16. Six of our MI-17V5 helicopters are actively supporting the security forces involved in anti-Naxal operations. Augmentation of the existing capacity as well as capability to undertake night operations will be provided by MI-17V5 helicopters from Nagpur by end of this year. Op Triveni highlights the tremendous benefits of using the third dimension in a hostile and impenetrable terrain.

    Op Rahat

    17. IAF responded to the unprecedented devastation in Uttarakhand by mounting ‘Op Rahat’. It went on to become the biggest heli-borne relief effort in military aviation history and employed 45 helicopters for rescuing over 24000 civilians in around 3500 sorties. The treacherous terrain, marginal weather conditions and the urgency of rescue effort all combined together posed an unprecedented challenge for our air warriors. This remarkable feat once again highlights the professional calibre of our helicopter fleet and the benefits of our maintaining core competence in employment of these versatile assets.

    Operational Paradigm Shift

    18. In the process of transforming itself, IAF is witnessing a paradigm shift in operational planning and force level considerations. The approach has shifted from being ‘platform-based’ to being entirely ‘capability based’. Effects based operational planning has replaced the strike packaging based on Over Target Requirements (OTR). Our operations are rapidly migrating to a network centric construct while the upcoming combat platforms will possess swing role capabilities. Our transformational plan thus has three key components

    • Preserve and maintain
    • Upgrade and Improve
    • Replace and Acquire

    19. At the end of this process, IAF force structure will be modern and potent with new and upgraded fleets only. This action plan is firmly underway and I wish to highlight certain important elements of this plan.

    Combat Capability

    20. Besides the induction of high technology assets, we have also started projects aimed at enhancing the operational effectiveness of some of our existing assets through mid life upgrades. In addition to the aircraft and weapon systems, a systematic approach is also being followed towards upgrading our operational infrastructure. Our aim is to have a balanced force structure – a structure where the focus is not just on the number of platforms but rather the balance of capabilities.

    21. We plan to have at least 40% of our combat fleet comprising high tech all weather multirole platforms by end of 12th Plan period. We aim to increase this further to 55% by end of 13th Plan. By the end of 14th Plan – when we expect to have fully executed our transformation plan – we plan to have 65% of our combat fleet comprising of high tech aircraft as the FGFA, MMRCA and upgraded Su-30MKI. Of course our entire transformational plan hinges on meeting the predetermined induction timelines of design and development, project deadlines and most importantly presupposes assured budgetary support.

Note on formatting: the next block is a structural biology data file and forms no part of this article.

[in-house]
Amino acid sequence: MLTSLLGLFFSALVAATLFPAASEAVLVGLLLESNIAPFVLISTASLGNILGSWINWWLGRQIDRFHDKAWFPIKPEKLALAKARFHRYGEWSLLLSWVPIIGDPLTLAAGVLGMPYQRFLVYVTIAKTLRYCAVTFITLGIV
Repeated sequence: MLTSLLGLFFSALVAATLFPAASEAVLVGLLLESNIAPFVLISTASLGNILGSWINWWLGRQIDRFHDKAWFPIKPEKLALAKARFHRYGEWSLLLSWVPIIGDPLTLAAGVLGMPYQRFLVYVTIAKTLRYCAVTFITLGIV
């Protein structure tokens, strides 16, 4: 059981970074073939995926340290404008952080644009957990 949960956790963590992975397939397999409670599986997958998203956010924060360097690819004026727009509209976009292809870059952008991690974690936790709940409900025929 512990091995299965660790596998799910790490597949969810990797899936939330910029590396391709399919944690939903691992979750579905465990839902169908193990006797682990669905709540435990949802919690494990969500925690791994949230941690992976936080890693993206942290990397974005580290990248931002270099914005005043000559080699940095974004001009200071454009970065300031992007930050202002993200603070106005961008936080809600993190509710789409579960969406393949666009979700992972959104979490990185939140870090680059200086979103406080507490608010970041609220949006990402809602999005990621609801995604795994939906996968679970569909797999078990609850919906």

Upgrading Transport Capability.

    22. In the 12th Plan, our airlift capability is also expected to increase significantly. The C-17 Globemaster have started operating from Hindan from Sep this year and this platform would take our strategic airlift capability to the next level. Similarly, additional 6 X C-130J Special Ops aircraft would add a force multiplier effect in our Op capability. IL-76 fleet will continue to last for the next 15 years along with AN-32 & Dornier.

    Upgrading Helicopter Capability

    23. Our helicopter fleet is planned for a major upgradation both in terms of numbers as well as capabilities. We have worked out a detailed plan by which helicopter assets, both medium lift as well as attack heptr assets, have been earmarked for supporting each Army command and the individual Strike Corps respectively during any operational contingency.

    Training

    24. Resource constraints notwithstanding, our objective is to provide our men and women the best aircraft, equipment as well as the best training exposure that we can afford. The induction of Pilatus PC-7 as the basic trainer in May this year is an important step in this direction. To my mind, such advanced training systems are absolutely essential for preparing the future generations of air warriors of a transforming Air Force like ours.

    Tri Service Issues

    25. I will now briefly touch some tri-service issues. Due to the multi dimensional nature of present day conflict, increasing the levels of synergy amongst the Armed Forces as well as with the other civil agencies has become an important operational imperative. Organisational changes would be necessary to facilitate increased efficacy of the joint response by both the armed forces and the civilian agencies. HQ IDS has initiated a process to raising three new Tri Service Commands namely Special Ops, Cyber and Space. Responsive and adaptive, these new joint commands would provide us the required degree of operational flexibility to deal with the unconventional challenges of the future.